N.B., column numbers in the drawing reflect verse numbers in Fairman's transcription of the text.
Description: The scene opens with the chorus (not depicted) chanting and giving adoration to the sacred harpoon of Horus. Thereupon, a lion-headed deity named Death-in-His-Face/Loud-Screamer, shown far right, presents himself as the protector and assistant to Horus of Mesen. He carries a spare harpoon and butcher's knife.
In the scene, Horus of Behdet and Horus of Mesen attack Seth again. They thrust two more harpoons into his body, while King Ptolemy IX stands on the podium left (down stage right). He wears the nemes-headress, as he stands in respectful veneration of the two Horuses, and he silently observes the action.
Horus of Mesen, on the right (stage center left), has lassoed Seth by the hind legs, and he stabs those legs with the ninth harpoon. Isis (not depicted) jubilates, and the chorus (not depicted) chants encouragements and praise. Horus is assisted by Death-in-His-Face/Loud-Screamer.
Horus of Behdet, shown on the left (stage center right), has lassoed Seth and turned him on his back. He stabs Seth in the feet and ankles with the tenth harpoon, and in doing so, cripples the hippo. He is assisted in his attack by a lion-headed deity named Fiery Face-who-Brings-in-the-Mutilated-One and a group of "Young Harpooners" (not depicted). They are armed with harpoons that are smaller than Horus' sacred harpoon.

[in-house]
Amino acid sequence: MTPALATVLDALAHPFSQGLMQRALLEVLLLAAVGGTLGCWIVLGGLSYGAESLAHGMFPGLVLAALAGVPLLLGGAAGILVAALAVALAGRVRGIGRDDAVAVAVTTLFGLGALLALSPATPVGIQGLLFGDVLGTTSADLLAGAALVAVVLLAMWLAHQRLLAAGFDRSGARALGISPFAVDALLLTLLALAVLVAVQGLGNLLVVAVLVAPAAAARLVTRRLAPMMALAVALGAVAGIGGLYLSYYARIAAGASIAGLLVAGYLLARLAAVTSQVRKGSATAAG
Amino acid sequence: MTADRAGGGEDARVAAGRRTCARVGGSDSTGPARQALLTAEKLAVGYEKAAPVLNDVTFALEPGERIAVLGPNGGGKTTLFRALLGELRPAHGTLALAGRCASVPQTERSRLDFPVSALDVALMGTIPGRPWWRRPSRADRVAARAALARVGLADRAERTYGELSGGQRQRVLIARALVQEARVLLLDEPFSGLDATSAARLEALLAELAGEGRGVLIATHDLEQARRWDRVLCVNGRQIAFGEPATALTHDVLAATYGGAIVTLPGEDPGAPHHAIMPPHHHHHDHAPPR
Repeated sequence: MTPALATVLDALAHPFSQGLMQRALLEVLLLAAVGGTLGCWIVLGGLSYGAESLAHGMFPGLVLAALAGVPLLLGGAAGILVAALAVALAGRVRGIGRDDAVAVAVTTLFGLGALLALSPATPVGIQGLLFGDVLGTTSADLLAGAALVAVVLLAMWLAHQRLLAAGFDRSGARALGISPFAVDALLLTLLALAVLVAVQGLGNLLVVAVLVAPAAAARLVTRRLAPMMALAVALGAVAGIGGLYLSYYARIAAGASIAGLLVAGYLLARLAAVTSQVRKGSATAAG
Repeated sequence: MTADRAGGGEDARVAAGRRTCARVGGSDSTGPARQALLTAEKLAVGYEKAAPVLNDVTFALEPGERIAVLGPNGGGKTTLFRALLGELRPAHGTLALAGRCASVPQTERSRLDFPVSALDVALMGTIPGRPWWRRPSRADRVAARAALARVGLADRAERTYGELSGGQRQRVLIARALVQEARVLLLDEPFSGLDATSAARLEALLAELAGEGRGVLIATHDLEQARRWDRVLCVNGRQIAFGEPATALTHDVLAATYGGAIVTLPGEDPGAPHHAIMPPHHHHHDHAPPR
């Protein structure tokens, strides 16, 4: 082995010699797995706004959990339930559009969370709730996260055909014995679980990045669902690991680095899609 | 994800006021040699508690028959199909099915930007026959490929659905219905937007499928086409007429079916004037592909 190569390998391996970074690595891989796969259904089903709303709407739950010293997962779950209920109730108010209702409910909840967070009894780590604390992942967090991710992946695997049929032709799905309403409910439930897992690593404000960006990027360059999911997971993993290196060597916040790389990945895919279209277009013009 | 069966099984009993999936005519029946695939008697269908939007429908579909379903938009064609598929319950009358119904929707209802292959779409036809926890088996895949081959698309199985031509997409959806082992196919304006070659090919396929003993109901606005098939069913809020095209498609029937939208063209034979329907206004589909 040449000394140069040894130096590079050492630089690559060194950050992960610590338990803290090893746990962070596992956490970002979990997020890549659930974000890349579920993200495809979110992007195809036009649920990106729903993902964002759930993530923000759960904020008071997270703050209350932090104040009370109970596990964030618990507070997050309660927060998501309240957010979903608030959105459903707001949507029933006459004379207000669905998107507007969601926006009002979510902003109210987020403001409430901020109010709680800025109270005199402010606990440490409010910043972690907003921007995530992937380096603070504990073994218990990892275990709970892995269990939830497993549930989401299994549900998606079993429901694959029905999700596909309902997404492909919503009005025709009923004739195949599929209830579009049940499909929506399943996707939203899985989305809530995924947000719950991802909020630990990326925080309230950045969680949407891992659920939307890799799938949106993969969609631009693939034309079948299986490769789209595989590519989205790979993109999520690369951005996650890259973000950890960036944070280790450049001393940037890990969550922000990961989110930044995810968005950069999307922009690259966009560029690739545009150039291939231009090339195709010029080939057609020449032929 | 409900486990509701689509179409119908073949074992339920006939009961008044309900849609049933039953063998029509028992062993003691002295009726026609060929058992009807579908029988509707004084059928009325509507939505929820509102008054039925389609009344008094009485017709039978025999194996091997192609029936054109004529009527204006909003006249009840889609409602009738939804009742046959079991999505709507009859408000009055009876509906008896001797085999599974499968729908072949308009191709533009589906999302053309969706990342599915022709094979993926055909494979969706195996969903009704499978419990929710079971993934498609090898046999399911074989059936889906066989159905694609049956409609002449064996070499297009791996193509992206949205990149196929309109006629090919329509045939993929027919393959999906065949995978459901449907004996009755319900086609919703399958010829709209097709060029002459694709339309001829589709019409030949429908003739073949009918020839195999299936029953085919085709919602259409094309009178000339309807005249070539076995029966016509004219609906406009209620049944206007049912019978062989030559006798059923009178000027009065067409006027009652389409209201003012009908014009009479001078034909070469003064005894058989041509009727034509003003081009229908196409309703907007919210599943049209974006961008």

By now, at least ten harpoons are stuck in Seth's body. Since Scene 1, he has been struck in the following sequence:
In this manner he has been sequentially wounded and mutilated, proceeding down his body from head to legs. In this manner, his magical power--very great and very dangerous--has been reduced piecemeal.
- forehead and snout
- neck and back of head
- back and side
- testicles and hind parts
- legs and ankles
At this point, Fiery Face-who-Brings-in-the-Mutilated-One and the "Young Harpooners" (not depicted) apparently immobilize Seth and drag him away (for ultimate slaughter in the next acts), while the chorus (not depicted) shouts praise and encouragement.
| Return to Scenes and Details-page |